A horse understands many kinds of feel, such as the direct feel of the weather on its body, a hand or brush on its face or shoulder, or the bridle rein against the neck and a leg against the ribs. A horse also understands indirect feel, which includes things like variations of body language, the human voice, and also our emotions like joy, fear, sadness and anxiety, and yes, even our thoughts. Another kind of indirect feel that is of great importance to the horse is his perception of the way shared spaces are used. Examples of this include the pace and sound of a human footfall approaching or going away from him, the speed and feel of our other movements, as well as more subtle things like our core focus, line of sight, posture and the way we use our arms and hands, legs and feet in relation to the horse’s eye, withers, ribs and hips during ground exercises. 

All of these aspects of ourselves that we bring to the horse register  in the horse's mind and can influence his decision about how, where, if and when to move his body. These subtle effects on the horse also apply when the rider is mounted; they combine to become the foundation for solid advancement.

It is important to remember that most refined maneuvers can astonish onlookers into fantasizing about the handler or rider in terms of "horse-whispering" and "magic" but, actually, the horse's physical reactions are rooted in its instinctive ability to read a person's intentions clearly. The horse can read human intent and emotion better and faster than most people can read a line in a newspaper. 

The horse's capacity to optimize this incredibly intuitive aspect of his nature is his instinct for self-preservation.  His instinct for self-preservation is the key to everything that concerns him.  It is the key to understanding his ability to know who is around him, what other creatures may be near -- be it another horse or cow, a person, dog, wolf, or other natural enemy.  Self-preservation is the source of his ability to know what other beings are thinking or wanting him to do, expecting him to do, or fearing that he might or will do.  

I hope that all horse owners and trainers will soon decide to give top consideration to this aspect of the horse's inner makeup in their efforts to communicate with him clearly and fairly. I believe this is something anyone involved with a horse will benefit from learning especially if they also commit to using feel and release.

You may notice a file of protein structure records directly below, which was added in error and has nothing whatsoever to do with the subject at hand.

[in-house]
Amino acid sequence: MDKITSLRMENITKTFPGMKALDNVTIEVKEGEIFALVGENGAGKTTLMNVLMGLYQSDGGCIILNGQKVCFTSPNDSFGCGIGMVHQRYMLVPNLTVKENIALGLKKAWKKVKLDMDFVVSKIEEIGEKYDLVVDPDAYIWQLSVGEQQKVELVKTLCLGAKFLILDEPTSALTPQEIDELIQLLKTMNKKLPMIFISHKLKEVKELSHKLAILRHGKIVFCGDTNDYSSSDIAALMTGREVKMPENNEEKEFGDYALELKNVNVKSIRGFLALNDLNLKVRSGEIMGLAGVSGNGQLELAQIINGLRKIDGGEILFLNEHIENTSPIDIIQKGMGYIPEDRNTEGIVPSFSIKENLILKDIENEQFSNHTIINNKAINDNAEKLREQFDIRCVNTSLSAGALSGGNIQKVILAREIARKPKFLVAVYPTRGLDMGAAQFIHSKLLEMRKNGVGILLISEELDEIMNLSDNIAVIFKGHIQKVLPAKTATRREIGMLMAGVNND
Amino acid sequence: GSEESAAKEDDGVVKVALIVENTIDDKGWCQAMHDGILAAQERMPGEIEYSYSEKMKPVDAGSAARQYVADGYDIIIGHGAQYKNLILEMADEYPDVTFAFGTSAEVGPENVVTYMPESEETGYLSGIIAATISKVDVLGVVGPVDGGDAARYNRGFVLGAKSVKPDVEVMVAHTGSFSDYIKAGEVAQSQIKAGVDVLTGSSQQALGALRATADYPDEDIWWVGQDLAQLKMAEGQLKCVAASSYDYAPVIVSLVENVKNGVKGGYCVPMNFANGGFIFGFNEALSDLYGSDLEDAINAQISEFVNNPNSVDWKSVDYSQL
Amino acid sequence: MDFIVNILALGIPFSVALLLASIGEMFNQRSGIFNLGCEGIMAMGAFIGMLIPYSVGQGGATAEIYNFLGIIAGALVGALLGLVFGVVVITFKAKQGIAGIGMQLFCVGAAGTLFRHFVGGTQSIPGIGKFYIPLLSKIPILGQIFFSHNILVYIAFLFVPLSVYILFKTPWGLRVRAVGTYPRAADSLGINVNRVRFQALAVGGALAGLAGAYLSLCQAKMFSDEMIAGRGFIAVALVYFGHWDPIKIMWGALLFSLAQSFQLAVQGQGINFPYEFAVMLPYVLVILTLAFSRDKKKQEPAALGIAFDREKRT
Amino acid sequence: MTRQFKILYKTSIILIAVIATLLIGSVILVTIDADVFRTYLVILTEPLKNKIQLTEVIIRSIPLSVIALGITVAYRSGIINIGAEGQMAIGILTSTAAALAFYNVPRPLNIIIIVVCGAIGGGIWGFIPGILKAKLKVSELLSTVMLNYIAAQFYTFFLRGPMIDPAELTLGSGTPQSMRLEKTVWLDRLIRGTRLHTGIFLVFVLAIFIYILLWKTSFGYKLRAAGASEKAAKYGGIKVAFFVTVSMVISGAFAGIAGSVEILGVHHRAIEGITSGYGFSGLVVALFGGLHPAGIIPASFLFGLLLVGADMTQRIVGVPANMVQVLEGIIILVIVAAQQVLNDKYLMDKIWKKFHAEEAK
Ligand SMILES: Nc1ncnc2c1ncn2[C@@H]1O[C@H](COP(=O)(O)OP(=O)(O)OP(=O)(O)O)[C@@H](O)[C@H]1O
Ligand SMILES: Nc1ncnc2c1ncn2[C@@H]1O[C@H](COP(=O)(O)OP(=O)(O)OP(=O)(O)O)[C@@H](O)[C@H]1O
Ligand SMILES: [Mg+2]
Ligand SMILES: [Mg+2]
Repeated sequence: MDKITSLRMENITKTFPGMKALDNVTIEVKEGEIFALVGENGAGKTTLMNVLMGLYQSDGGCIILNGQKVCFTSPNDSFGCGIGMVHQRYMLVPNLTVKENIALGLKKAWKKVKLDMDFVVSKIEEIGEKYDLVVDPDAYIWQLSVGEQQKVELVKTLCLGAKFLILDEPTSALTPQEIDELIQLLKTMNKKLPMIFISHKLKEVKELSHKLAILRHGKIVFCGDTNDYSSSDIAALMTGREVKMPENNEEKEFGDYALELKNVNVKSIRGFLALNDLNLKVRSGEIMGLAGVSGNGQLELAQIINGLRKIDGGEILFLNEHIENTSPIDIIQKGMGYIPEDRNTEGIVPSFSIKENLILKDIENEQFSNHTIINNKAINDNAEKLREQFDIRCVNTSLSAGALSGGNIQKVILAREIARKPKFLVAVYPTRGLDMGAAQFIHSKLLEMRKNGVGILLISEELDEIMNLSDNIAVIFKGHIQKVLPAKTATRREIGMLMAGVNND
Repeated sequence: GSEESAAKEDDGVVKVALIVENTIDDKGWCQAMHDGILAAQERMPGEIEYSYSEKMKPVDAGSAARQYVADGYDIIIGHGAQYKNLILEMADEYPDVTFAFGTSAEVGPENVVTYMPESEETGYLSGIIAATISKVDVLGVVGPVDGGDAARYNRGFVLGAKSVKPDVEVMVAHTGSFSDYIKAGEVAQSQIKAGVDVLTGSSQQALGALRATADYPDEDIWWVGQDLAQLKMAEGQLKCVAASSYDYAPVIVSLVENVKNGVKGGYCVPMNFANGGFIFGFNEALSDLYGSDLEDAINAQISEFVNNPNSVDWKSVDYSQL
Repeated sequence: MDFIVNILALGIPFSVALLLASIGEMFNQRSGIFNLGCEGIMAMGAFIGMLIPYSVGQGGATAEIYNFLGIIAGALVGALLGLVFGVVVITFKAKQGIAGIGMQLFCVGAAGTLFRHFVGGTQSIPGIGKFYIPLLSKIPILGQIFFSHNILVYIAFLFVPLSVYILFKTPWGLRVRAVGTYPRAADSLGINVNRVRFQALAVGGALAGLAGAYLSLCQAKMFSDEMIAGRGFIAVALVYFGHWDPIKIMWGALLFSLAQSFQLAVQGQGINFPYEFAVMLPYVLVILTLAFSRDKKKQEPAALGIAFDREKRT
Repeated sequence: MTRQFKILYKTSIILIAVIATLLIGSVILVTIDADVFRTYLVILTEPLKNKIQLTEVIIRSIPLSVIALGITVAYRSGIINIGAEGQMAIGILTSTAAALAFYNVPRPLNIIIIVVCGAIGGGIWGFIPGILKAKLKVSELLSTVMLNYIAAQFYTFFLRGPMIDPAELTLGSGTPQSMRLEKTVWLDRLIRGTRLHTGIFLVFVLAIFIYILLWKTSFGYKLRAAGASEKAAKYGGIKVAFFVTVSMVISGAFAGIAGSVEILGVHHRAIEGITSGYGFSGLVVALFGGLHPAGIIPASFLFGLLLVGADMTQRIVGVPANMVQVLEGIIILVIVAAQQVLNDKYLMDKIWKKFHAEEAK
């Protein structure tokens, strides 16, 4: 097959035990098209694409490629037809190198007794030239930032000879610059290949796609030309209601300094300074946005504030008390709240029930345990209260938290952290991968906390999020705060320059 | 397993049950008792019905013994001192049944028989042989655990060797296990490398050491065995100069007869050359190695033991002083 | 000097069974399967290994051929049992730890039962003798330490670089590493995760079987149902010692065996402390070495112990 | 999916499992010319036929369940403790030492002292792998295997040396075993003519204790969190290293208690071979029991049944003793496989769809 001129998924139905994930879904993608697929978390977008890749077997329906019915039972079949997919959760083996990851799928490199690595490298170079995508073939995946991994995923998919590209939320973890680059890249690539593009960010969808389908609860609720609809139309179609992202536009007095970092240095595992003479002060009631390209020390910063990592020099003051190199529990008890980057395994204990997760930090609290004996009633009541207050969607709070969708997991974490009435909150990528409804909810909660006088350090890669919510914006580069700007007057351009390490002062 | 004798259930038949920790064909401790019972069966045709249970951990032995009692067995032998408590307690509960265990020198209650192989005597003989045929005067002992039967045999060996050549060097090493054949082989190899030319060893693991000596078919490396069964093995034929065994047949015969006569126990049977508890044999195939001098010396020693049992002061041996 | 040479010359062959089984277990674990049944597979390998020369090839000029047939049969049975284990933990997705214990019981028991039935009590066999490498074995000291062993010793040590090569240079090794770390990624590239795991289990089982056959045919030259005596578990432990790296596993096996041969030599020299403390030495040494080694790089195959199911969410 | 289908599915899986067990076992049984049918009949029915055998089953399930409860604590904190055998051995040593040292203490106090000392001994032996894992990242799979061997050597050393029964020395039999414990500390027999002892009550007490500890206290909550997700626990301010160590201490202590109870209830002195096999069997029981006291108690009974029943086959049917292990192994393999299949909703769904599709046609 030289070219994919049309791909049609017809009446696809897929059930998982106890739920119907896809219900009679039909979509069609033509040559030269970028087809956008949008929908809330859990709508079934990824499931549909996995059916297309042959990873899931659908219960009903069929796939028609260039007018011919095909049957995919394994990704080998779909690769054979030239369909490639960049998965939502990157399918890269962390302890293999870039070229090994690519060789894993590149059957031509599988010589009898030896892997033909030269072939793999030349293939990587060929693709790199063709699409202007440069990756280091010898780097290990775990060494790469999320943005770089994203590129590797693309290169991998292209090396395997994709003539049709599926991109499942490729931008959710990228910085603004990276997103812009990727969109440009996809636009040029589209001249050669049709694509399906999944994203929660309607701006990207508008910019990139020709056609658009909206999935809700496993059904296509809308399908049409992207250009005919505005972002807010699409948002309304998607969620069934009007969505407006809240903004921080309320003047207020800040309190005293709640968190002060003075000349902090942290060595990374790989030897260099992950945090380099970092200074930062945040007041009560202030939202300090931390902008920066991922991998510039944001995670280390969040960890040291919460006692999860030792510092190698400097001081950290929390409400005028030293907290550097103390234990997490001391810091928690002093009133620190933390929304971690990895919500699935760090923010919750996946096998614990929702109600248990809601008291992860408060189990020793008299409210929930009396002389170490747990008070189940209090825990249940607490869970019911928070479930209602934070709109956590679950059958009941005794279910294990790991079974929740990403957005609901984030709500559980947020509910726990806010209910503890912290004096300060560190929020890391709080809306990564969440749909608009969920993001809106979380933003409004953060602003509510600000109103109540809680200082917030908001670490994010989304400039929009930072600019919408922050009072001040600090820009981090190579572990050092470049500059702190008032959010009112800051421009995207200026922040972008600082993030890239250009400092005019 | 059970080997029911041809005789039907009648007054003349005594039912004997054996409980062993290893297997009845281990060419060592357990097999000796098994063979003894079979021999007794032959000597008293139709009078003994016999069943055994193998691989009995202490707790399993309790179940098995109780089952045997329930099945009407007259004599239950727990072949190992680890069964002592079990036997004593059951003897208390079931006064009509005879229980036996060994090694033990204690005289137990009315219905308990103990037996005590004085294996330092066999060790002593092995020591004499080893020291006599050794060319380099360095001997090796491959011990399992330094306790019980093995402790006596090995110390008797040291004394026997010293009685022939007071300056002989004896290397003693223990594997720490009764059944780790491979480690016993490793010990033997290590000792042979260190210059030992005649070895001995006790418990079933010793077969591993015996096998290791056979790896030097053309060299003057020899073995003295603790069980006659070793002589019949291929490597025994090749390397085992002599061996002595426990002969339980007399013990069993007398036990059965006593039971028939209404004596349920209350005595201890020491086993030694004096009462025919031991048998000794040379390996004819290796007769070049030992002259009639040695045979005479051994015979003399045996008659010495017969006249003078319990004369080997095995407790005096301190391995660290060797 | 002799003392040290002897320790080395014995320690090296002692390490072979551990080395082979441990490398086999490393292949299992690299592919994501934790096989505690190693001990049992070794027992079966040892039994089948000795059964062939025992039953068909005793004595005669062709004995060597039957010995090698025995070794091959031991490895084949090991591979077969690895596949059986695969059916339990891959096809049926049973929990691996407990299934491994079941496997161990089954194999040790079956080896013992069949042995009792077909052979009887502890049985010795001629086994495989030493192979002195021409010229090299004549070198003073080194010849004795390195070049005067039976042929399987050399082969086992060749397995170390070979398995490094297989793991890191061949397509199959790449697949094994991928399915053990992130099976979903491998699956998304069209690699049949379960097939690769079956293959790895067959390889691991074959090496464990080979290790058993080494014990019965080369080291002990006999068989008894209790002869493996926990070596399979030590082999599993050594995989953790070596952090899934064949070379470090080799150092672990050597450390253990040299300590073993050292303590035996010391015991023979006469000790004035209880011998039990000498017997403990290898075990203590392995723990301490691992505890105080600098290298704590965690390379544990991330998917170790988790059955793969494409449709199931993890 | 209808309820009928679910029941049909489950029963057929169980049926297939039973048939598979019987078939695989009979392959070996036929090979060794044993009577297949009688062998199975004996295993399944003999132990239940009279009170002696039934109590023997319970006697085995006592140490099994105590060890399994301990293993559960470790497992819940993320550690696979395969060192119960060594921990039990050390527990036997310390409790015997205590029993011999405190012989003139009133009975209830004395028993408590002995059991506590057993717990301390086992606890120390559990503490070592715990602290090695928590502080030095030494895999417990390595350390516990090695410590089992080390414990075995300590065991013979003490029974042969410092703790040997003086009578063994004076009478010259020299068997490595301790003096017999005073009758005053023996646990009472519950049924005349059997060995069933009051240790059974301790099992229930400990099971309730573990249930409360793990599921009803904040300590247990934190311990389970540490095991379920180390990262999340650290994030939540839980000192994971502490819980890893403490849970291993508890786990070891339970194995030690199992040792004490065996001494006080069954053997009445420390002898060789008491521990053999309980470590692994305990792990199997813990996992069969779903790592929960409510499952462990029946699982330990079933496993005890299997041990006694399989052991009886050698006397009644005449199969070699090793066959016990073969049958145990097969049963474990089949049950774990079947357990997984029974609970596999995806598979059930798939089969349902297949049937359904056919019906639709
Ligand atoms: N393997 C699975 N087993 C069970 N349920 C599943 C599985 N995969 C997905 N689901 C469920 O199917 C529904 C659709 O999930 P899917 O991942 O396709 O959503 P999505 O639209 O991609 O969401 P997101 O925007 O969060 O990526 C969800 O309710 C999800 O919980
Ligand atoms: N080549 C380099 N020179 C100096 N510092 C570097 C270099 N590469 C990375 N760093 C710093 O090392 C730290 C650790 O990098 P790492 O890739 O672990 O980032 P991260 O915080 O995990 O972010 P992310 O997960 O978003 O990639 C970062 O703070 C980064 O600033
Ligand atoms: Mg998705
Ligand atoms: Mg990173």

With feel-and-release-based training techniques and the right blend of philosophy and horse health-and-hoof care my students form very close bonds with their horses.  And, for those who already have established a partnership with their horses, these new connections are strengthened as the "same-old" routines are phased out and new communication skills and adventures are welcomed in.

As stand-alone goals, horse handling techniques mean little to the horse until they are presented in a way that the horse can understand. When you understand how your horse works on the inside and apply this knowledge in an incremental and consistent way, the foundation you set up becomes a reliable partnership.  When this happens, confidence replaces insecurity.  Clarity replaces confusion.

When the basics are a woven into the normal pace and details of its daily life -- not only a part of specific drills or boring routines -- the horse begins to recognize and understand the intent behind the feel coming from the person.  This gives him confidence and from there he is likely to stop questioning the person and to follow the feel of the person's lead and leadership.  

When these basics have become a regular practice, the connection between person and horse becomes stronger.   The resulting partnership is based on trust that extends far in both directions. Ultimately, in its refinement, the mutual trust and reciprocal feel between a horse and a person is part of a maneuver that is born the instant it is shared.